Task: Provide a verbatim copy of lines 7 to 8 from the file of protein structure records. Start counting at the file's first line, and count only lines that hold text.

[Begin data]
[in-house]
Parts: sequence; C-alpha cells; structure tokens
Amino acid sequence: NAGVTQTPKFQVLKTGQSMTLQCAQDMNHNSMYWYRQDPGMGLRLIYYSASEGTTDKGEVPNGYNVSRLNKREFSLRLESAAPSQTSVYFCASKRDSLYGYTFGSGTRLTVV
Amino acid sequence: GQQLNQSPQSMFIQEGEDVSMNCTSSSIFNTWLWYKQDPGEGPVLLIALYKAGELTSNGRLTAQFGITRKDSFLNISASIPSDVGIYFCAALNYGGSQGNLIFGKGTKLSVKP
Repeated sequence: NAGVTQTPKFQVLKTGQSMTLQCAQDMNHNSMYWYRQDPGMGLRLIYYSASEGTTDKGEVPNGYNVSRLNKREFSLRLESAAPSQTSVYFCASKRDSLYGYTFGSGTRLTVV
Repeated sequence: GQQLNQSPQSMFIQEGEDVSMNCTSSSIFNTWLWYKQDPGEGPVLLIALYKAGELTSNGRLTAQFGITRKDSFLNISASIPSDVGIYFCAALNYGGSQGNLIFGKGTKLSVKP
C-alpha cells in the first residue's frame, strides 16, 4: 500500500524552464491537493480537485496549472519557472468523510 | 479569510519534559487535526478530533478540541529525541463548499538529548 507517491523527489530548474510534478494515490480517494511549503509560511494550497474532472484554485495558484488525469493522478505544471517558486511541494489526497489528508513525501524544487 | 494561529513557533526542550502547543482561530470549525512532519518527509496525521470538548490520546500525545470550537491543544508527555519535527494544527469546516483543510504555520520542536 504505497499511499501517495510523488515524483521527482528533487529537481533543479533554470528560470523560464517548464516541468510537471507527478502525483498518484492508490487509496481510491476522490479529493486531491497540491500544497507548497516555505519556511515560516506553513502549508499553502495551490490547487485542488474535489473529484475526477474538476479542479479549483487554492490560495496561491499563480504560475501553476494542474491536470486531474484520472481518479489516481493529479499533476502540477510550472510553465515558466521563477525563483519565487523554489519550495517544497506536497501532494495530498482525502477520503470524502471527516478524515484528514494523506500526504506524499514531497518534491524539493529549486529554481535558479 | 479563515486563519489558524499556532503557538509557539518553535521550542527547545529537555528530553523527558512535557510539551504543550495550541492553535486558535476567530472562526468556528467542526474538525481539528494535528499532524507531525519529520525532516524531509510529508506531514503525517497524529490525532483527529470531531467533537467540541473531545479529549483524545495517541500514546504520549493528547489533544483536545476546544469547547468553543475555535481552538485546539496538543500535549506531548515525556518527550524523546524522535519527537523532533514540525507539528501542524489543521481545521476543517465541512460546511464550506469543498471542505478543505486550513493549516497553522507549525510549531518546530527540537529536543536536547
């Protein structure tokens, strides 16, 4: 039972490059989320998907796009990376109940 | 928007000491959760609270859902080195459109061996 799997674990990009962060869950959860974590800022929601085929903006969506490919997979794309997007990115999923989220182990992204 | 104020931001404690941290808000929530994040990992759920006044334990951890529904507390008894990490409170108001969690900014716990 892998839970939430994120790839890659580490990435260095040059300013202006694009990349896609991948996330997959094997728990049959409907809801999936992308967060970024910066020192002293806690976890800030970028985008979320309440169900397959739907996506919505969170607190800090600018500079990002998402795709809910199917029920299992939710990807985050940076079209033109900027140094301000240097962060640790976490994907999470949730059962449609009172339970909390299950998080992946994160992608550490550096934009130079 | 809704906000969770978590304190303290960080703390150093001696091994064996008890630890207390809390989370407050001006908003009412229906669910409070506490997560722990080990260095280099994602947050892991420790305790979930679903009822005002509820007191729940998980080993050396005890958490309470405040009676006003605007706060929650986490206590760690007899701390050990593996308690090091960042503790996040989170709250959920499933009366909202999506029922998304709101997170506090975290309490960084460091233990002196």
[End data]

C-alpha cells in the first residue's frame, strides 16, 4: 500500500524552464491537493480537485496549472519557472468523510 | 479569510519534559487535526478530533478540541529525541463548499538529548 507517491523527489530548474510534478494515490480517494511549503509560511494550497474532472484554485495558484488525469493522478505544471517558486511541494489526497489528508513525501524544487 | 494561529513557533526542550502547543482561530470549525512532519518527509496525521470538548490520546500525545470550537491543544508527555519535527494544527469546516483543510504555520520542536 504505497499511499501517495510523488515524483521527482528533487529537481533543479533554470528560470523560464517548464516541468510537471507527478502525483498518484492508490487509496481510491476522490479529493486531491497540491500544497507548497516555505519556511515560516506553513502549508499553502495551490490547487485542488474535489473529484475526477474538476479542479479549483487554492490560495496561491499563480504560475501553476494542474491536470486531474484520472481518479489516481493529479499533476502540477510550472510553465515558466521563477525563483519565487523554489519550495517544497506536497501532494495530498482525502477520503470524502471527516478524515484528514494523506500526504506524499514531497518534491524539493529549486529554481535558479 | 479563515486563519489558524499556532503557538509557539518553535521550542527547545529537555528530553523527558512535557510539551504543550495550541492553535486558535476567530472562526468556528467542526474538525481539528494535528499532524507531525519529520525532516524531509510529508506531514503525517497524529490525532483527529470531531467533537467540541473531545479529549483524545495517541500514546504520549493528547489533544483536545476546544469547547468553543475555535481552538485546539496538543500535549506531548515525556518527550524523546524522535519527537523532533514540525507539528501542524489543521481545521476543517465541512460546511464550506469543498471542505478543505486550513493549516497553522507549525510549531518546530527540537529536543536536547
């Protein structure tokens, strides 16, 4: 039972490059989320998907796009990376109940 | 928007000491959760609270859902080195459109061996 799997674990990009962060869950959860974590800022929601085929903006969506490919997979794309997007990115999923989220182990992204 | 104020931001404690941290808000929530994040990992759920006044334990951890529904507390008894990490409170108001969690900014716990 892998839970939430994120790839890659580490990435260095040059300013202006694009990349896609991948996330997959094997728990049959409907809801999936992308967060970024910066020192002293806690976890800030970028985008979320309440169900397959739907996506919505969170607190800090600018500079990002998402795709809910199917029920299992939710990807985050940076079209033109900027140094301000240097962060640790976490994907999470949730059962449609009172339970909390299950998080992946994160992608550490550096934009130079 | 809704906000969770978590304190303290960080703390150093001696091994064996008890630890207390809390989370407050001006908003009412229906669910409070506490997560722990080990260095280099994602947050892991420790305790979930679903009822005002509820007191729940998980080993050396005890958490309470405040009676006003605007706060929650986490206590760690007899701390050990593996308690090091960042503790996040989170709250959920499933009366909202999506029922998304709101997170506090975290309490960084460091233990002196």